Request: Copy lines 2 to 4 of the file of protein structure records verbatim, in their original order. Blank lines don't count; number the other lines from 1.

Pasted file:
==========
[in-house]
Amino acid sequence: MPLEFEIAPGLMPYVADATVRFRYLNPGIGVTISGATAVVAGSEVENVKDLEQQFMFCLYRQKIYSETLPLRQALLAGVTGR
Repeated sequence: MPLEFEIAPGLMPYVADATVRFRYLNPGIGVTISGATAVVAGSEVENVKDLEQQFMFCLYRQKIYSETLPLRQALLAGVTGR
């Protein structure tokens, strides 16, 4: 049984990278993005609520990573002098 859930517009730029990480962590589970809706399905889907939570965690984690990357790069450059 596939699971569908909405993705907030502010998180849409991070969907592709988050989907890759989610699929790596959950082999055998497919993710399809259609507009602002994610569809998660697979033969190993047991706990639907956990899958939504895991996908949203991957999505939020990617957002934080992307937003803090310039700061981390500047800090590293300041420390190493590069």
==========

Amino acid sequence: MPLEFEIAPGLMPYVADATVRFRYLNPGIGVTISGATAVVAGSEVENVKDLEQQFMFCLYRQKIYSETLPLRQALLAGVTGR
Repeated sequence: MPLEFEIAPGLMPYVADATVRFRYLNPGIGVTISGATAVVAGSEVENVKDLEQQFMFCLYRQKIYSETLPLRQALLAGVTGR
């Protein structure tokens, strides 16, 4: 049984990278993005609520990573002098 859930517009730029990480962590589970809706399905889907939570965690984690990357790069450059 596939699971569908909405993705907030502010998180849409991070969907592709988050989907890759989610699929790596959950082999055998497919993710399809259609507009602002994610569809998660697979033969190993047991706990639907956990899958939504895991996908949203991957999505939020990617957002934080992307937003803090310039700061981390500047800090590293300041420390190493590069």